Listening Practice for Numbers

This lesson focuses on listening for numbers. There are three sections of listening and each section has 10 questions. Make sure you have a pencil and paper ready.

Write down the numbers you hear. Each listening has 10 or 9 numbers.

Numbers 1 to 100

Answers
  1. 8
  2. 13
  3. 50
  4. 24
  5. 47
  6. 86
  7. 19
  8. 97
  9. 17
  10. 29

Numbers from 100 to 1,000

Answers
  1. 116
  2. 196
  3. 332
  4. 480
  5. 390
  6. 830
  7. 901
  8. 642
  9. 589
  10. 772

Numbers from 1,000 to 1,000,000

Answers
  1. 2,350
  2. 6,719
  3. 10,300
  4. 80,500 (this one is missing from the audio)
  5. 65,000
  6. 12,450
  7. 15,000
  8. 28,560
  9. 990,999

 

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Comments

  1. Jekaterina says:

    Hi Liz,

    thanks a lot for all the useful information you have in your blog! I’d like to ask if it would be a mistake in IELTS listening test to write a number 12000 (meaning twelve thousand) instead of 12,000 (with a comma)?

    • It is still correct without the comma. However, I always recommend using the comma because it makes it easier to read and less chances to mistakes with marking.

      • hi Liz i am trying to contact you because someone is using your materials for business without your permission i guess. please keep in touch

  2. Hi Liz!
    To get a high score on writing, how important is memorasing essays?
    Thank you!

  3. Dear Liz,
    If I found the question about currency (ex: $45) and the sign of currency ($) is in the question, should I write it again in my answer or only its number (45)?

    Thanks before 🙂

    • If the symbol is already given, you don’t put it in your answer.

      • rayhana ferdousi says:

        hi Liz. if the answer key written is ($25/twenty five dollars(refoundable) instead of that if I write 25 DOLLARS then what happen? is my answer correct or wrong.and what they mean” refundable”.would you please explain that.
        thanks in advance

  4. Hi Liz,
    I am from India, I need your help to get some kind of mock test papers with answers to practice, i am ready to purchase, especially i am looking for Listening and Reading sections of General Module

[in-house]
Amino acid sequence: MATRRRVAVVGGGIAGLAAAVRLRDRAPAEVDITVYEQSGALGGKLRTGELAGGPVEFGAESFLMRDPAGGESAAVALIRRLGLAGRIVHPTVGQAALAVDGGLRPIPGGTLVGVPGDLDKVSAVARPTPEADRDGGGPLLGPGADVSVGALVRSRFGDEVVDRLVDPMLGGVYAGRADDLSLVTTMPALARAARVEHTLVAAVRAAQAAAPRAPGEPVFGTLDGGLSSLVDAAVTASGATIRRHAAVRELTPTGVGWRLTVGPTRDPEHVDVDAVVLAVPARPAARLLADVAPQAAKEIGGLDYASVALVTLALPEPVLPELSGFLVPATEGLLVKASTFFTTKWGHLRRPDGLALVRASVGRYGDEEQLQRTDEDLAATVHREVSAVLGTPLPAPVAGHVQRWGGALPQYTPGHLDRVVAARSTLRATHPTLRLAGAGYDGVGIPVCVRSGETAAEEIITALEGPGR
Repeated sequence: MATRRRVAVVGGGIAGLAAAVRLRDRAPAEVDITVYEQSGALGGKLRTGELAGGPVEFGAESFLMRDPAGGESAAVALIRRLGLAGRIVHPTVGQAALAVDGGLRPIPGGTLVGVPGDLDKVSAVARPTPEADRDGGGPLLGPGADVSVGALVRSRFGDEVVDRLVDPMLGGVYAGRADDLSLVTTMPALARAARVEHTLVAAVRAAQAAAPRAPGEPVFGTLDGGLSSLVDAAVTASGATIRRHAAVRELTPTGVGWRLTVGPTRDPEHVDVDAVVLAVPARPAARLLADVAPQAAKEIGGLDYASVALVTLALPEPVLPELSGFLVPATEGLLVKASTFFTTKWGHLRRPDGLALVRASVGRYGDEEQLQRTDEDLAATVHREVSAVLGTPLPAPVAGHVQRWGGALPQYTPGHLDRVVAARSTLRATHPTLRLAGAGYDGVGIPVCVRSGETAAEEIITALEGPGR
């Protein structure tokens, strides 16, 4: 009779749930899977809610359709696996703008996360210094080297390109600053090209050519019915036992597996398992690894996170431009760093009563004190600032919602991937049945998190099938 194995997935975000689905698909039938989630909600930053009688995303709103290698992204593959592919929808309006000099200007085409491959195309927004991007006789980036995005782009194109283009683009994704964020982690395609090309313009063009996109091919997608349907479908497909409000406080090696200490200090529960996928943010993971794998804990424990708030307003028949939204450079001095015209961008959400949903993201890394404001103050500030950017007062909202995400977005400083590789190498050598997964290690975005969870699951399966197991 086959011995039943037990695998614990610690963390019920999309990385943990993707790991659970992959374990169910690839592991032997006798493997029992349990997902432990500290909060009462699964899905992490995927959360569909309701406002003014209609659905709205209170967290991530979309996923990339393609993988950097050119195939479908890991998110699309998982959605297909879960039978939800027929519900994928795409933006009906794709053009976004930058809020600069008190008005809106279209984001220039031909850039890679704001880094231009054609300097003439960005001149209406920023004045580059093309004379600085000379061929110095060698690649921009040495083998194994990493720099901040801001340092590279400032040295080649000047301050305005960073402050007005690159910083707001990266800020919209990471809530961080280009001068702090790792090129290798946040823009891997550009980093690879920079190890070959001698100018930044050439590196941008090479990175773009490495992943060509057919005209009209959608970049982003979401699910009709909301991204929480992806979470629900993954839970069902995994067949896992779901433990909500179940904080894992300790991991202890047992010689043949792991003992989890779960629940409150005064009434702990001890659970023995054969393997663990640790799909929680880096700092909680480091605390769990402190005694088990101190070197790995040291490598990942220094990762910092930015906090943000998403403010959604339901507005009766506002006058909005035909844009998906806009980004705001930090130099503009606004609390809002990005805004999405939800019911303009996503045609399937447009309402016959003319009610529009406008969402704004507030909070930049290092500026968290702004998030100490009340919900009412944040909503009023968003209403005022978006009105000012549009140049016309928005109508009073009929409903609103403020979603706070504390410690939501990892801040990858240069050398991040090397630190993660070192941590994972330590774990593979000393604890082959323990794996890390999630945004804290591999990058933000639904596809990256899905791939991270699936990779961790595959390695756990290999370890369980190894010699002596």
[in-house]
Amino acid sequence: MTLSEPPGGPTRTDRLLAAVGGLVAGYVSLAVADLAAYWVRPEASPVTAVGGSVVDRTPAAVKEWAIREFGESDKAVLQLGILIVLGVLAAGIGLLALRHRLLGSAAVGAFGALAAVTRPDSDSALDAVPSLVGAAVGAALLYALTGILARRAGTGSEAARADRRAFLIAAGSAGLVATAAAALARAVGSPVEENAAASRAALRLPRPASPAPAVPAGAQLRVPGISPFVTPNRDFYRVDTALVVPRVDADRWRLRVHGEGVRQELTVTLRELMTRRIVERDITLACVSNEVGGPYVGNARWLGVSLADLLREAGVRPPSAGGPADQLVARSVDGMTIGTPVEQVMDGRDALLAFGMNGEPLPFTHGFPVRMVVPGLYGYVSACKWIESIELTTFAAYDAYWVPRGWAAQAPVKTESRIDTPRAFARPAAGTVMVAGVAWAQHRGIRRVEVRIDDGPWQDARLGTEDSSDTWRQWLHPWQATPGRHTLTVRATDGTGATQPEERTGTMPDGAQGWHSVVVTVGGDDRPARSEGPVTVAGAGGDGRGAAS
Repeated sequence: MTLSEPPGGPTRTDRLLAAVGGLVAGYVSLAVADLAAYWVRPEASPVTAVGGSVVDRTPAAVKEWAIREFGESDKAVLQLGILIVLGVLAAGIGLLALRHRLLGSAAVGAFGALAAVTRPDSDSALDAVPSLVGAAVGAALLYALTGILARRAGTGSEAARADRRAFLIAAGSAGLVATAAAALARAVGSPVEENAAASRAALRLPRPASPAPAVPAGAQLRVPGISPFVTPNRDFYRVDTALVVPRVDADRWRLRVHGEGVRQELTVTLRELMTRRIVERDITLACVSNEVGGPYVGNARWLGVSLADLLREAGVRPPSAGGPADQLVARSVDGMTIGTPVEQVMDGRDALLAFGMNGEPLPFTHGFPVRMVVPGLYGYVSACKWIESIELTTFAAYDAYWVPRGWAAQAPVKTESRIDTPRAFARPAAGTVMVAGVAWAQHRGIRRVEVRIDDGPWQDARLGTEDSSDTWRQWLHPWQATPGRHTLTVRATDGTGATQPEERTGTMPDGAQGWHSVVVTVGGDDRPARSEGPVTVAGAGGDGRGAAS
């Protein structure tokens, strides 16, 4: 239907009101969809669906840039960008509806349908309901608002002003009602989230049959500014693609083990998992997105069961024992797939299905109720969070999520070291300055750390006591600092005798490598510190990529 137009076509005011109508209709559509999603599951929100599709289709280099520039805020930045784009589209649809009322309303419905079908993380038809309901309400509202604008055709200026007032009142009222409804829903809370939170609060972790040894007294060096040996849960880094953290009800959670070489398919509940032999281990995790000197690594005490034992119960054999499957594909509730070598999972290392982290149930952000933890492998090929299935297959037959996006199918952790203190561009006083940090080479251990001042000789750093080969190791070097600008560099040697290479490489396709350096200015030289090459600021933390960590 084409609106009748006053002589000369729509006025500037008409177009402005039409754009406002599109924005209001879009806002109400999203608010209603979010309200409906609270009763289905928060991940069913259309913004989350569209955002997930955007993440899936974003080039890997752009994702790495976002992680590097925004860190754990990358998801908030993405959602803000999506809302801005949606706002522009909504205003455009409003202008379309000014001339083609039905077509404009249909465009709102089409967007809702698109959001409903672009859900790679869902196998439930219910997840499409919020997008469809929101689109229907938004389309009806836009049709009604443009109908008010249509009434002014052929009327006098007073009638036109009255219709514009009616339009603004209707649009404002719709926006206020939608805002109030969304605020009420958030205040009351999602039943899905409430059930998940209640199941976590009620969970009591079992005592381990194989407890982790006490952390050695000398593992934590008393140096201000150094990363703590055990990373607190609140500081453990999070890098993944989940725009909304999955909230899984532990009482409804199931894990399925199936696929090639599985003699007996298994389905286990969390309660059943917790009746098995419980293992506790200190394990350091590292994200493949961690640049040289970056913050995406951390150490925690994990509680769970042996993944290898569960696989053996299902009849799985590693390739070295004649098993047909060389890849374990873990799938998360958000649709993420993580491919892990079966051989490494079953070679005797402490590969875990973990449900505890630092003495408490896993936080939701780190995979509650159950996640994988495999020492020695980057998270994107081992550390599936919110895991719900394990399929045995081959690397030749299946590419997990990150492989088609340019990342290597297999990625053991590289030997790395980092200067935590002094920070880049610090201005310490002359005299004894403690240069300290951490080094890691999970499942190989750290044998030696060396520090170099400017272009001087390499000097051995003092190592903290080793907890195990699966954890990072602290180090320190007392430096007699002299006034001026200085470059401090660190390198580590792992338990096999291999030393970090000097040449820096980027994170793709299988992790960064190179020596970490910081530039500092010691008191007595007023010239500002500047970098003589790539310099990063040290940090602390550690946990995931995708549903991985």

waiting for your reply
    thanks in advance

  5. mani bhinder says:

    please fix last recording
    speaker say no 4 to no 5
    no 4 is missing
    haha

  6. Ravinder Deol says:

    i Got 29/30 ..i wrote 830 Istead of 813 .. Thnx liz

  7. Some numbers i found a bit confused are beginning with 12-20.
    Liz,I’m thankful you for sharing such kind of precious videoblogs and practice materials

  8. khalid Hamed says:

    Hi Liz

    my score is 29/30

    my error in 990,999
    kind regards

  9. Hi Liz
    Actually I don’t have the right word to thank you for your best effort that you introduced at your presentation You have the right skill but it requires an excellent student to understand and follow such a wonderful teacher like you
    Really I spent much time listening watching and writing down every single word you said that will be a very important tool for me while teaching my students in Egypt
    Finally I enjoyed your presentation so much
    Again thanks a lot

  10. Anandita Rizki says:

    Correct = 27. Thanks, Liz! 🙂

  11. Deepak Khatri says:

    Hi Liz,

    First of all, I would like to thank you for all your efforts that you put on making videos and tutorials as they work as a true companion in IELTS preparation. I have been following your videos and posts of all sections from past few days and they helped me dramatically raising my band in mock tests, especially in listening, reading and presently struggling hard with writing test as I always feel lack of time in this section.